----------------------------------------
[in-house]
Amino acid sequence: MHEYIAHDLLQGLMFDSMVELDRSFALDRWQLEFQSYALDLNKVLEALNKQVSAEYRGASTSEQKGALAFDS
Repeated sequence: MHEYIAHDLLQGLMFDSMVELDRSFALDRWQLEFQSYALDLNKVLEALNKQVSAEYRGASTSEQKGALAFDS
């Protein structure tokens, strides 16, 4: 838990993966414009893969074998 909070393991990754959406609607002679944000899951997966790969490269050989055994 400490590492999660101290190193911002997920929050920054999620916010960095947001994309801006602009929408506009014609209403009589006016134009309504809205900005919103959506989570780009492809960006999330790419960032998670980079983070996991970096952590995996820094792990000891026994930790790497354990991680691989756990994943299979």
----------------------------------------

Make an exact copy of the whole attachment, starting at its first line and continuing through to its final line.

[in-house]
Amino acid sequence: MHEYIAHDLLQGLMFDSMVELDRSFALDRWQLEFQSYALDLNKVLEALNKQVSAEYRGASTSEQKGALAFDS
Repeated sequence: MHEYIAHDLLQGLMFDSMVELDRSFALDRWQLEFQSYALDLNKVLEALNKQVSAEYRGASTSEQKGALAFDS
């Protein structure tokens, strides 16, 4: 838990993966414009893969074998 909070393991990754959406609607002679944000899951997966790969490269050989055994 400490590492999660101290190193911002997920929050920054999620916010960095947001994309801006602009929408506009014609209403009589006016134009309504809205900005919103959506989570780009492809960006999330790419960032998670980079983070996991970096952590995996820094792990000891026994930790790497354990991680691989756990994943299979």